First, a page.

That was the finding of The Hartford’s fifth annual college savings survey, which also found that 94% of parents and grandparents are willing to contribute financially to a college education.
Although most surveyed are aware of 529 plans, many are not familiar with their potential gift- and estate-tax benefits and are instead using vehicles that are not tax efficient such as bank savings accounts, CDs and even retirement accounts to pay for college-related costs.
While those who use financial advisers are more likely to understand and invest via a 529 college savings plan, the survey found that advisers could be doing more to help clients gain the maximum benefits from a 529.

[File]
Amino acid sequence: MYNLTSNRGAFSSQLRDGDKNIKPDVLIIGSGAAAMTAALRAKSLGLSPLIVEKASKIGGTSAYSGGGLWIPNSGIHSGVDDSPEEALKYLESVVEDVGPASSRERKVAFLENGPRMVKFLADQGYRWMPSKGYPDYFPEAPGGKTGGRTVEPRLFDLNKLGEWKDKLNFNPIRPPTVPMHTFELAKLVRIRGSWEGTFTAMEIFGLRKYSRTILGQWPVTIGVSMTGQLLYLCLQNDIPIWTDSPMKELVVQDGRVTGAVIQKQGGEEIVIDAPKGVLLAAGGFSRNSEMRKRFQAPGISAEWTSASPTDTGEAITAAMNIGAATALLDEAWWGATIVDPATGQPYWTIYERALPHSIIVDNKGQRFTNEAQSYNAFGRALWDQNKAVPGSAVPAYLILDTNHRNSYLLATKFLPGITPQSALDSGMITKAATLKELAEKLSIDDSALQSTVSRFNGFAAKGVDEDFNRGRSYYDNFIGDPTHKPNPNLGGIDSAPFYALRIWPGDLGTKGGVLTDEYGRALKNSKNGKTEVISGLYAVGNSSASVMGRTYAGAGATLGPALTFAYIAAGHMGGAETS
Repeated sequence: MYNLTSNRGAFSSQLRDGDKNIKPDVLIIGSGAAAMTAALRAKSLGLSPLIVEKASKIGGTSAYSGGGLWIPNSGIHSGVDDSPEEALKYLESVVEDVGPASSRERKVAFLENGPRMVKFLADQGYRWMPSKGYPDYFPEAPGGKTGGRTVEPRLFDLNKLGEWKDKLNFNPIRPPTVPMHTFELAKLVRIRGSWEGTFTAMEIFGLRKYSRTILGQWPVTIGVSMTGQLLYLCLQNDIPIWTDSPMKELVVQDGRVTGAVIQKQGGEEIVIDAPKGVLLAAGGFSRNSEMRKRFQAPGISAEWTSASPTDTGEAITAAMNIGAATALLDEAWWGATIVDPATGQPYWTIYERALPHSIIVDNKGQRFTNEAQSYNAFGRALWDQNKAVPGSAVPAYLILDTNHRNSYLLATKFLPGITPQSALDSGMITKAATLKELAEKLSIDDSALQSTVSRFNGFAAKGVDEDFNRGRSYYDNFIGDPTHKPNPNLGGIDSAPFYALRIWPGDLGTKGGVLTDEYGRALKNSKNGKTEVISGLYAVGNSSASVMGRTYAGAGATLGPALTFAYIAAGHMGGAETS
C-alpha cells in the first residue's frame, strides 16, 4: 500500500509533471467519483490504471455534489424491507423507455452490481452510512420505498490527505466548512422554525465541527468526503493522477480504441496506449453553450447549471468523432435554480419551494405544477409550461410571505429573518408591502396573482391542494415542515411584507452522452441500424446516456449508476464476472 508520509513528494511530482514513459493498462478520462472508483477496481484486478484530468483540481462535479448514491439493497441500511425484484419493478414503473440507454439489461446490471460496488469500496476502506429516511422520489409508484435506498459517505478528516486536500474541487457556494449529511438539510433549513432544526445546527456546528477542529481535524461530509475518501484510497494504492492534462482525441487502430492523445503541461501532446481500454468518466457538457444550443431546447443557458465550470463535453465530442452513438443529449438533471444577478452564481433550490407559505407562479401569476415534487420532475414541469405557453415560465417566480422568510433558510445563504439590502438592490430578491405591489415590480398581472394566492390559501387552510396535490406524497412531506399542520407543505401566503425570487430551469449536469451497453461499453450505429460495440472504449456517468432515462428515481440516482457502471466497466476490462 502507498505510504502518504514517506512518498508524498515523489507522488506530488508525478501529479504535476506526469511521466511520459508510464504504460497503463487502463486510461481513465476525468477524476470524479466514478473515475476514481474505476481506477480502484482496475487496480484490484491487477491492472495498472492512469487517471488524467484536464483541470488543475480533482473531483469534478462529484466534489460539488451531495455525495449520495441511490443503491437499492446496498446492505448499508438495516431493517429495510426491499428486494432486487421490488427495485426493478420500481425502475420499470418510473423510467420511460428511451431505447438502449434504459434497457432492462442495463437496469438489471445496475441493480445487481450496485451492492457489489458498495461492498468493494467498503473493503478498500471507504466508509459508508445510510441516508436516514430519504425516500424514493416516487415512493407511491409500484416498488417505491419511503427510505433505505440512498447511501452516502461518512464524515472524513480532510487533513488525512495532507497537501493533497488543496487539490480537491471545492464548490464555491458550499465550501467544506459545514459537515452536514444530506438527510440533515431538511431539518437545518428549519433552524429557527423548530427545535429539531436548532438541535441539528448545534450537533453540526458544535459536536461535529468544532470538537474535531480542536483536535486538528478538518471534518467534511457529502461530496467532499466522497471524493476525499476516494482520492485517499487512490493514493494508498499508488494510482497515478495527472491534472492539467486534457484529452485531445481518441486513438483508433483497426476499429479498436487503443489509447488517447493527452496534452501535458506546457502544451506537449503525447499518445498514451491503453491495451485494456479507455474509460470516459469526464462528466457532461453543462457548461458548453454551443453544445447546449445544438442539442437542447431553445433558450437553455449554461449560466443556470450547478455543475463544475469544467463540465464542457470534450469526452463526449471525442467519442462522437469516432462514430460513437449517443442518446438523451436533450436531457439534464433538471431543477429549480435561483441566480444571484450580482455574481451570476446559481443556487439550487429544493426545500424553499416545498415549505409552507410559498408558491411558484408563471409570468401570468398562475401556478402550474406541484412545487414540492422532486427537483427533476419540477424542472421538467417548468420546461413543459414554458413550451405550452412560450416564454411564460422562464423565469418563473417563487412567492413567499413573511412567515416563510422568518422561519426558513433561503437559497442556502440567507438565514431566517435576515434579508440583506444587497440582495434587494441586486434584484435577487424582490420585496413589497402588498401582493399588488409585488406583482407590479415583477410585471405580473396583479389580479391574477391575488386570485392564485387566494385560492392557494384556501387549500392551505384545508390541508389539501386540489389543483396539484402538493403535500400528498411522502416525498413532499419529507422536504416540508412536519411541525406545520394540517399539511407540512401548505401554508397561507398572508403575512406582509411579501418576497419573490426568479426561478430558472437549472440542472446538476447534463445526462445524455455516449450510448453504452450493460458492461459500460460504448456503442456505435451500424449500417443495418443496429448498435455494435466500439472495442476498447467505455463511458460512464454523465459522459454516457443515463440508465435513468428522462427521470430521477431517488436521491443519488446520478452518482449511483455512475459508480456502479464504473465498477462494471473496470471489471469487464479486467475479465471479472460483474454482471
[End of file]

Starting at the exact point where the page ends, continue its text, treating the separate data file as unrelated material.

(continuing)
Of those surveyed who do not save for college, three-quarters indicated the primary reason is that there is not enough in the monthly household income after expenses.
“This is an opportunity for advisers to provide their expertise to clients and build customer loyalty,” said Jeff Coghan, director of college savings at The Hartford. “For many families, paying for a college education will be one of the most significant financial investments they will ever make. Advisers can enable clients to make more informed decisions when saving for college, and in many cases help lessen the financial burden by explaining the unique tax and estate advantages of a 529.”
The survey was conducted Aug. 20-30, 2010 by Toluna, a market research and polling firm.